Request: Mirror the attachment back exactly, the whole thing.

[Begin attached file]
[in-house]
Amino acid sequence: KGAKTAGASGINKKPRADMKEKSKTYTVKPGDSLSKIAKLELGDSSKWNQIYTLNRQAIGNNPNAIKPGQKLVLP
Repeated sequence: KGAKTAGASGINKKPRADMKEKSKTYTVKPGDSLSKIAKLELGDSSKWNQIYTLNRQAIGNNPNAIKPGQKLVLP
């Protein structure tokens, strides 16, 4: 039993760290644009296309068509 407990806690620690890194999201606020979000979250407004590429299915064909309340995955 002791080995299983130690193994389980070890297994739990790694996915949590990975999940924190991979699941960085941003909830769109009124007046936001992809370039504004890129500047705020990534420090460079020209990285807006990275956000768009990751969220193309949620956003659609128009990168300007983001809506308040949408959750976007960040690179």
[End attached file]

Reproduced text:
[in-house]
Amino acid sequence: KGAKTAGASGINKKPRADMKEKSKTYTVKPGDSLSKIAKLELGDSSKWNQIYTLNRQAIGNNPNAIKPGQKLVLP
Repeated sequence: KGAKTAGASGINKKPRADMKEKSKTYTVKPGDSLSKIAKLELGDSSKWNQIYTLNRQAIGNNPNAIKPGQKLVLP
């Protein structure tokens, strides 16, 4: 039993760290644009296309068509 407990806690620690890194999201606020979000979250407004590429299915064909309340995955 002791080995299983130690193994389980070890297994739990790694996915949590990975999940924190991979699941960085941003909830769109009124007046936001992809370039504004890129500047705020990534420090460079020209990285807006990275956000768009990751969220193309949620956003659609128009990168300007983001809506308040949408959750976007960040690179």